Why do the for-profit colleges insist that students arbitrate their grievances instead of filing a lawsuit? Several reasons.
First, most commentators agree that arbitration generally favors a corporate entity over a private party. Arbitrators make good money settling disputes, and they know they are likely to have future dealings with corporations such as for-profit colleges. Arbitrators do not want to get a reputation for being hard on for-profit colleges because they know that the for-profits will not choose them to arbitrate future disputes. Thus, their rulings may be more likely to favor a for-profit college over a humble student or at least to limit the amount of damages that might get awarded against a college engaged in wrongdoing.
Second, arbitration usually takes place in a private setting, and arbitrators' decisions are generally not made public. If a for-profit college loses an arbitration case, other potential plaintiffs are not likely to find out about it.
Finally, arbitration clauses generally preclude students from banding together and bringing class action suits against allegedly deceitful colleges, and these clauses often require student grievants to bring their arbitration disputes in a jurisdiction that favors the college.
The Department of Education has signaled that it disfavors the for-profits' practice of forcing students to give up their right to sue as a condition of enrollment, and it says it will draft regulations that will limit this practice. But DOE has not acted yet, and courts have generally upheld the validity of arbitration agreements when those clauses have been challenged.
But the courts may be changing their views. Recently, a California appellate court invalidated an arbitration clause signed by California students who had enrolled in a nursing program with an Indiana education provider.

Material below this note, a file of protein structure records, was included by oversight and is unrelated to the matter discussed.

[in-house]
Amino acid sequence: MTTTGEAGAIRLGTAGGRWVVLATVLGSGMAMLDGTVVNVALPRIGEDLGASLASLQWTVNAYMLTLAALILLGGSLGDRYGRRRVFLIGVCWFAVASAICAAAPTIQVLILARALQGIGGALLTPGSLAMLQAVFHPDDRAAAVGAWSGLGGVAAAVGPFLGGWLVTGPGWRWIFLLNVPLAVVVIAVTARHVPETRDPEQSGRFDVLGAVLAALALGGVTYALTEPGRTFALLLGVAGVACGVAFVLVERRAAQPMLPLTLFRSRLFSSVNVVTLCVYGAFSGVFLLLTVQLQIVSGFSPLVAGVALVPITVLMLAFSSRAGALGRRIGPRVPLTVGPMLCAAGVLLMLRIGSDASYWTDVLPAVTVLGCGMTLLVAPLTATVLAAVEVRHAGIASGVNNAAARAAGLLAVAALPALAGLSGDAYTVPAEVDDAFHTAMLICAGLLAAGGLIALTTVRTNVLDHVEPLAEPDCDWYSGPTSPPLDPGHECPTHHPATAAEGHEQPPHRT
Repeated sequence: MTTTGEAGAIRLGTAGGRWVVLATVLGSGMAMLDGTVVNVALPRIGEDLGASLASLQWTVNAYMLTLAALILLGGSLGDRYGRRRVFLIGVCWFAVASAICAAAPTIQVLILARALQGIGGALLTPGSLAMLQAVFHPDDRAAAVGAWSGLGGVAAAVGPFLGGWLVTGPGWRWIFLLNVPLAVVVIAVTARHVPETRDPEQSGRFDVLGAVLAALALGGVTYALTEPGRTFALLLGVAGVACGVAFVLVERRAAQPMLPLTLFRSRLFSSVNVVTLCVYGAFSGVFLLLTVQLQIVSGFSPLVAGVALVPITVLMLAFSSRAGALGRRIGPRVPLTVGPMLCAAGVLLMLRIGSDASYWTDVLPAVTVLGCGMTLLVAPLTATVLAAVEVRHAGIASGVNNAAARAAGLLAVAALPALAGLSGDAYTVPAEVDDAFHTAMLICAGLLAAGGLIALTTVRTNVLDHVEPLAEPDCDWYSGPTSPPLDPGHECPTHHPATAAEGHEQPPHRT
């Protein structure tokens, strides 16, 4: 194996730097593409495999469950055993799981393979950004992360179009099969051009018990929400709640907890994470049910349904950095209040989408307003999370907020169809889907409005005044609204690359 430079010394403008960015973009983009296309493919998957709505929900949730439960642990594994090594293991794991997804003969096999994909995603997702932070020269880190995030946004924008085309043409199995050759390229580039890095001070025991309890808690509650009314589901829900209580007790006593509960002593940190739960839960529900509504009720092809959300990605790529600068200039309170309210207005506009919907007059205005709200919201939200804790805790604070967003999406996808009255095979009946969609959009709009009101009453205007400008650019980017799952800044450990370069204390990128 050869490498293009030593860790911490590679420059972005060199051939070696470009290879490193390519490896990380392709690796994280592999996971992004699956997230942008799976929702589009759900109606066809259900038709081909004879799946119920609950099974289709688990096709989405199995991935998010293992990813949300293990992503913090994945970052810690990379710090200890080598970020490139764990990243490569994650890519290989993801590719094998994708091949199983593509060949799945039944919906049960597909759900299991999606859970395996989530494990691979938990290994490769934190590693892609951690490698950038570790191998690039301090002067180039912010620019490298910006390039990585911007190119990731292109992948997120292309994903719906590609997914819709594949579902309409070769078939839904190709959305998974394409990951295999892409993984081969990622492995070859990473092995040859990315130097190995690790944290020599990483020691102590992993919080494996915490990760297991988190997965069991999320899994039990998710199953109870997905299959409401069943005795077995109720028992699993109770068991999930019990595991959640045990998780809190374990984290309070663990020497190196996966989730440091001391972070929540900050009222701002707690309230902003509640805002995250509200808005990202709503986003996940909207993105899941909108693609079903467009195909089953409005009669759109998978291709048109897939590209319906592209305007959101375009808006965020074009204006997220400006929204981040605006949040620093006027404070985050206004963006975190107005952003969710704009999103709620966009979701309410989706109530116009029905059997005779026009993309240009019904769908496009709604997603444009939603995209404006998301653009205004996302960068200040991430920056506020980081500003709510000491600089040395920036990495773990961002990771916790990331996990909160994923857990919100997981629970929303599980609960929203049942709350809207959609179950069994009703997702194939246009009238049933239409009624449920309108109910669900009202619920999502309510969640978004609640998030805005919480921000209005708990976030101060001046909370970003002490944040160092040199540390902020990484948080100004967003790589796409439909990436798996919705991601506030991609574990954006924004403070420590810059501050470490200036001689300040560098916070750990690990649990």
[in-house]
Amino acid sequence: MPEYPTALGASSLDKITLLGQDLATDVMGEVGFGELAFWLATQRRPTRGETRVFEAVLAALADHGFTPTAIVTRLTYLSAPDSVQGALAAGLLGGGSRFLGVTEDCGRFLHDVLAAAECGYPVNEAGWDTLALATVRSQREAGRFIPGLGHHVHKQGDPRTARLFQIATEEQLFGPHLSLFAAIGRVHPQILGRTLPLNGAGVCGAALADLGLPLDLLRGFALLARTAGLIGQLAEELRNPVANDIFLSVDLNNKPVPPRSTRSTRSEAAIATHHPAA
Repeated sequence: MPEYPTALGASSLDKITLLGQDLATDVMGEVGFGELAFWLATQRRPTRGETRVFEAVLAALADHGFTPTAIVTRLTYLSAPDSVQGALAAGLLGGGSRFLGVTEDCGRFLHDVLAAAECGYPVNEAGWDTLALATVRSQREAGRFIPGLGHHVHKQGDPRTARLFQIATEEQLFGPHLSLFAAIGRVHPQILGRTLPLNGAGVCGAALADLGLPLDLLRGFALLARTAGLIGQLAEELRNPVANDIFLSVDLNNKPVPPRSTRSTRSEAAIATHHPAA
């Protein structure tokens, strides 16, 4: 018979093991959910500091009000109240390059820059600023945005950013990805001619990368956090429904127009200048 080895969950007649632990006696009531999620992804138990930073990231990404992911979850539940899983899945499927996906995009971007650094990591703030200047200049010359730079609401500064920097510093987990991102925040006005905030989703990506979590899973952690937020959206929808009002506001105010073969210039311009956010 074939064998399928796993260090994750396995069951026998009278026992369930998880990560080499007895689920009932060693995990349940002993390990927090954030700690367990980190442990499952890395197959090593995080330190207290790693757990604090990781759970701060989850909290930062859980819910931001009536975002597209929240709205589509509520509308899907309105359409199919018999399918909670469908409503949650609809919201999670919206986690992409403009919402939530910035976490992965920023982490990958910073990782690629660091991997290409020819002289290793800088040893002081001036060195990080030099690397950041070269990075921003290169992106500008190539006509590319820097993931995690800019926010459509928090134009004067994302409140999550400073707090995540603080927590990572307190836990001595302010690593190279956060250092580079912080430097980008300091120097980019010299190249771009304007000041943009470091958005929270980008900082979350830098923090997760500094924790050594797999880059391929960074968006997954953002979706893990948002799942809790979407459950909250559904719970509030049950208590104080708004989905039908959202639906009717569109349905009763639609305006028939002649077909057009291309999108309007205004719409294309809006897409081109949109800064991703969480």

And last June, in the case of Morgan v. Sanford Brown Institute, the New Jersey Supreme Court invalidated an arbitration clause that Sanford Brown Institute required students to sign. The students had enrolled in an ultrasound technician program, and they accused Sanford Brown of engaging in deceptive practices. Specifically, the students alleged that Sanford Brown had:
misrepresented the value of the school's ultrasound program and the quality of its instructors, instructed students on outdated equipment and with inadequate teaching materials, provided insufficient career-service counseling, and conveyed inaccurate information about Sanford brown's accreditation status.The students also claimed that Sanford Brown had "employed high-pressure and deceptive business tactics that resulted in plaintiffs financing their education with high-interest loans, passing up the study of ultrasound at a reputable college, and losing career advancement opportunities."
Sanford Brown asked a a New Jersey court to force the students to arbitrate their claims pursuant to the arbitration clause in the students' enrollment agreements. That clause, according to the New Jersey Supreme Court, consisted of "thirty-five unbroken lines of nine-point Times New Roman font, including this murky passage: